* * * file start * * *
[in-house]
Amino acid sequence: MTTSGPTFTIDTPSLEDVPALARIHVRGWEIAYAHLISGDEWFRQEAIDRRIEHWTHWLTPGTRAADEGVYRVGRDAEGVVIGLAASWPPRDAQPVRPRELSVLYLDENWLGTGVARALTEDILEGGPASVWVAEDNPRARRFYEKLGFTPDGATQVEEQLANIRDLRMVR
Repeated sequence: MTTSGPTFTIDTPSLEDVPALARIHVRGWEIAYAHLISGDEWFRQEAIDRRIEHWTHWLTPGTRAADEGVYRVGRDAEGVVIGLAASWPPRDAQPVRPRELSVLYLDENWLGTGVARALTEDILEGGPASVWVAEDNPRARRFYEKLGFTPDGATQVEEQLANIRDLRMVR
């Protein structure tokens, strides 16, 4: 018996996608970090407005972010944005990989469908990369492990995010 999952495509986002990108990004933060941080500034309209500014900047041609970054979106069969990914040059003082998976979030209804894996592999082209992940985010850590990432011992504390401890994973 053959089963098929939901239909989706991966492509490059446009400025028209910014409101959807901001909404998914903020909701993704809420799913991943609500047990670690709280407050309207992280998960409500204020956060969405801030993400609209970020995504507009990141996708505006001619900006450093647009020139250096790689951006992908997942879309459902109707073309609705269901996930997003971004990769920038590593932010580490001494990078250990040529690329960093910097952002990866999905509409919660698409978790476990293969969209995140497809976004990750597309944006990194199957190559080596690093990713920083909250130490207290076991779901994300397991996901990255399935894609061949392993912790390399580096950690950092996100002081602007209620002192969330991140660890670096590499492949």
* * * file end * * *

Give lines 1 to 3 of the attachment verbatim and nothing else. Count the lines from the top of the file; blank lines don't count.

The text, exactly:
[in-house]
Amino acid sequence: MTTSGPTFTIDTPSLEDVPALARIHVRGWEIAYAHLISGDEWFRQEAIDRRIEHWTHWLTPGTRAADEGVYRVGRDAEGVVIGLAASWPPRDAQPVRPRELSVLYLDENWLGTGVARALTEDILEGGPASVWVAEDNPRARRFYEKLGFTPDGATQVEEQLANIRDLRMVR
Repeated sequence: MTTSGPTFTIDTPSLEDVPALARIHVRGWEIAYAHLISGDEWFRQEAIDRRIEHWTHWLTPGTRAADEGVYRVGRDAEGVVIGLAASWPPRDAQPVRPRELSVLYLDENWLGTGVARALTEDILEGGPASVWVAEDNPRARRFYEKLGFTPDGATQVEEQLANIRDLRMVR